Let us take proceedings on the transit contract as an example. It all started when I went to our legal team and said: “We need to lodge a claim about our transit contract. Gazprom is paying too little for gas transmission, and we have the right to demand a revision of our transit tariff to the level of tariffs in the European market.”

The legal team responded that, according to the contract, Naftogaz did have the right to demand a tariff revision and claim damages – but for that we would need experts to confirm calculations. And it turned out that, back in 2010, the experts engaged by us for the supply arbitration, had already looked at our tariff and how it compared to European rate, back in the day at Gazprom’s request, – and concluded that everything was OK.

I had to do a great deal of persuading. I had to explain a number of technicalities that Gazprom had conveniently left out, causing the experts’ analysis to be incomplete. I had to lay out a number of calculations.

These discussions took months, but eventually the experts concurred.

This was the starting point of the 4-year-long arbitration proceedings on the gas transit contract. My role was to make key decisions with regard to the content of our claims, manage the development of the evidence database and the elaboration of counter-arguments to Gazprom’s responses. I would also testify as a witness and make statements before the Tribunal, all the while being responsible for the coordination of implementing European principles in Ukraine.

One of the surprises was the location of the hearings. Since this is an arbitration tribunal and not a regular court, there is no courtroom as such. There are a number of office buildings in Stockholm where parties can rent facilities for hearings, for their legal staff and for use by the arbitrators.

The second floor of the off-white building to the left was where the arbitration proceedings took place. Photo courtesy of Yuriy Vitrenko.  

 

There were three arbitrators. Together, they made up a tribunal. All of them were pleasant, calm, very intelligent people of spotless professional reputation. One of them, a lawyer from Denmark, was nominated by us. Another one, a former head of the Supreme Court of Sweden, was nominated by Gazprom. The latter was the arbitrator who had ruled in favour of RosUkrEnergo in its dispute with Naftogaz back in the day. Another Swedish lawyer was appointed Chairperson of the Arbitral Tribunal.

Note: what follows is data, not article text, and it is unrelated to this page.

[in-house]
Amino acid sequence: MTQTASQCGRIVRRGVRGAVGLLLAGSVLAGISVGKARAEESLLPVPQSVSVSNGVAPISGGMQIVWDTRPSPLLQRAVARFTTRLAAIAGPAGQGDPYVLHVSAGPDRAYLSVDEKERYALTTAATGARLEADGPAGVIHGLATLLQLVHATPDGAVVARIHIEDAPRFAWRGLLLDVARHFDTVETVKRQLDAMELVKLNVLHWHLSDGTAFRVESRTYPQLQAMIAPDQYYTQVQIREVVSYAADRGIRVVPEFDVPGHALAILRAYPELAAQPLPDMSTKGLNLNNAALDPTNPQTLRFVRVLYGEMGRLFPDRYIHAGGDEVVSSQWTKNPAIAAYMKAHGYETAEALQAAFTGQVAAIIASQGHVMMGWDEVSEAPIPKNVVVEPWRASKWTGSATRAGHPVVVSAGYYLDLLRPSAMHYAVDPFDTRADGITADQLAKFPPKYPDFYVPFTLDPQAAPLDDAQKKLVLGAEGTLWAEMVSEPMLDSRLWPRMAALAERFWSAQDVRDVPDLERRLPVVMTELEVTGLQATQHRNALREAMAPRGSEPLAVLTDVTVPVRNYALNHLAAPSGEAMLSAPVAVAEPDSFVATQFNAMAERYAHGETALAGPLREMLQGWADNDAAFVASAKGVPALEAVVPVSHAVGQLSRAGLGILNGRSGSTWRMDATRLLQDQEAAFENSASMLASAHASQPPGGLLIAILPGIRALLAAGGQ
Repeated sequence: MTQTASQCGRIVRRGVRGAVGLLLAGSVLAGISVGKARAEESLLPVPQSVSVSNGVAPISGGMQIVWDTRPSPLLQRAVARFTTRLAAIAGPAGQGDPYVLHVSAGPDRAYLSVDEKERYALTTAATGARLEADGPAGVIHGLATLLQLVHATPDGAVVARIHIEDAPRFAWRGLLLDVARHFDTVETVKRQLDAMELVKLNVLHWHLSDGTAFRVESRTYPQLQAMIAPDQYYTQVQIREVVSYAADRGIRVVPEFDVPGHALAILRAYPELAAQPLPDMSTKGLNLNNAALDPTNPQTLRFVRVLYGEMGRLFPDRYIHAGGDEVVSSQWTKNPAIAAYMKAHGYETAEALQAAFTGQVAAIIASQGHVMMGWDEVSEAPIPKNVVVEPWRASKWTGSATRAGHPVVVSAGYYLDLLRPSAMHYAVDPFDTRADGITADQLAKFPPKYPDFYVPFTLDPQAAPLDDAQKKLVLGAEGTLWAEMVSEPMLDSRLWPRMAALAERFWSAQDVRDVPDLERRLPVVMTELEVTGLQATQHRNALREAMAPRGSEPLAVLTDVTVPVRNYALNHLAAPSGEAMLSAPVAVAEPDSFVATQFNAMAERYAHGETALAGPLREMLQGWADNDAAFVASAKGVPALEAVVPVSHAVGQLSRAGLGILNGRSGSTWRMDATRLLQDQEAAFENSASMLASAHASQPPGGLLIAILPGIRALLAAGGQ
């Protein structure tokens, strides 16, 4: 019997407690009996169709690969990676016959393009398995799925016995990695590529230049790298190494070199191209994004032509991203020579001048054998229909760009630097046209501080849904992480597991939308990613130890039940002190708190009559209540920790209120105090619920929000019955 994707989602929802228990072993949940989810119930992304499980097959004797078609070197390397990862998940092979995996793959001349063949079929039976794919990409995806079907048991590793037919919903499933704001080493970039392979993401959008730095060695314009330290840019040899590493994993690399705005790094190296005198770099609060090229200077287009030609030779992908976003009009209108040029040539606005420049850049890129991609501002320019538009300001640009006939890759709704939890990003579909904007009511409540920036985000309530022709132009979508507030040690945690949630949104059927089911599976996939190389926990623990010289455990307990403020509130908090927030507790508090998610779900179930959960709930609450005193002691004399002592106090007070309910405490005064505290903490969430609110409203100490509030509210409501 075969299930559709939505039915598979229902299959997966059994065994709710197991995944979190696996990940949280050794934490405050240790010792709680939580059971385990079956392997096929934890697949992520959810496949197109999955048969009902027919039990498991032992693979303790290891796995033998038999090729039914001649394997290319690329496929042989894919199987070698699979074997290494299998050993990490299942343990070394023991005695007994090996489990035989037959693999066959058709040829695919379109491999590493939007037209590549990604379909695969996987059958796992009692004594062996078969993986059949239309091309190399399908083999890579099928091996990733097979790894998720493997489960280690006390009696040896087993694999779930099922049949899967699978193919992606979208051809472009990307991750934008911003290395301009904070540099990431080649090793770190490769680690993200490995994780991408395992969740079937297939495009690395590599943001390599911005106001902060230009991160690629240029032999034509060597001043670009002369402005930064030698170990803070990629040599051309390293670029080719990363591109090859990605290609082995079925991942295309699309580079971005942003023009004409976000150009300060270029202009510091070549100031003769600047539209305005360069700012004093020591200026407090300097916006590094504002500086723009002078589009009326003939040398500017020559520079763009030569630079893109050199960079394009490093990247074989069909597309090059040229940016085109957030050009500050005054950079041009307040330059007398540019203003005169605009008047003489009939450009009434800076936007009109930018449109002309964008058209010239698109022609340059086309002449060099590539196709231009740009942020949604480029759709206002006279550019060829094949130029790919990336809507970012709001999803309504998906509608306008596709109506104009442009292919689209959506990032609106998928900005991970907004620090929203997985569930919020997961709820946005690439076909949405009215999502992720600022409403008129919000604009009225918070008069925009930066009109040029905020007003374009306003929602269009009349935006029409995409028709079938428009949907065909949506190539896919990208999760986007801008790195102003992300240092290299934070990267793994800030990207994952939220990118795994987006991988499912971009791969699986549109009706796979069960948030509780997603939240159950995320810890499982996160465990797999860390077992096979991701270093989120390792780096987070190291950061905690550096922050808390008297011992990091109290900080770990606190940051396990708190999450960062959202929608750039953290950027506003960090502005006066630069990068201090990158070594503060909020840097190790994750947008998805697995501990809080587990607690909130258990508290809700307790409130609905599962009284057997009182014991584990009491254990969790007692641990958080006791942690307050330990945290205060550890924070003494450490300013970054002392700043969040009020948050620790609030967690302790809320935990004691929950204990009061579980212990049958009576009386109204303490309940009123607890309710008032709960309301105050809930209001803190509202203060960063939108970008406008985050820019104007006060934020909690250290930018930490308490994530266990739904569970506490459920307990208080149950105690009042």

Naftogaz and Gazprom’s teams both consisted of legal staff, experts, and witnesses. My counterpart who headed the Russian team at the time was Deputy Chairman of Gazprom Alexander Medvedev, responsible for the Russian company’s international business development.

What followed was typical for any courtroom: opening arguments, questions from the opposing party and the arbitrators, witness testimony, closing arguments.

The only difference was in scale. For example, an opening statement could last an entire day. Written testimony could span dozens, even hundreds of pages. Closing arguments – again a day for each party.

Each hearing would take over two weeks. Irrespective of the schedule of direct meetings, we stayed in constant preparation mode, whether we were in Kyiv or in Oslo.

During these proceedings I discovered, to my amazement, that not many prominent Ukrainians who make themselves out to be defenders of their homeland were actually prepared to act on their word. Even if they head political parties with patriotic names. Of course, I am referring to Yulia Tymoshenko.

Yulia Tymoshenko, who led the negotiations with Putin in 2009, refused to testify as a witness on our side.

Yulia Tymoshenko, who led the negotiations with Putin in 2009, refused to testify as a witness on our side.

We were trying to prove to the Tribunal that the then Prime Minister could not have negotiated conditions that were worse than Gazprom itself had offered earlier – the price in Germany minus the cost of transporting gas from Russia to that country. So, when Naftogaz was signing the contract on conditions agreed between Tymoshenko and Putin, the Ukrainian party interpreted the reference to European prices in the price revision clause to mean that the contract formula cannot result in the price being higher than the aforementioned reference (i.e. the price in Germany minus the cost of transit).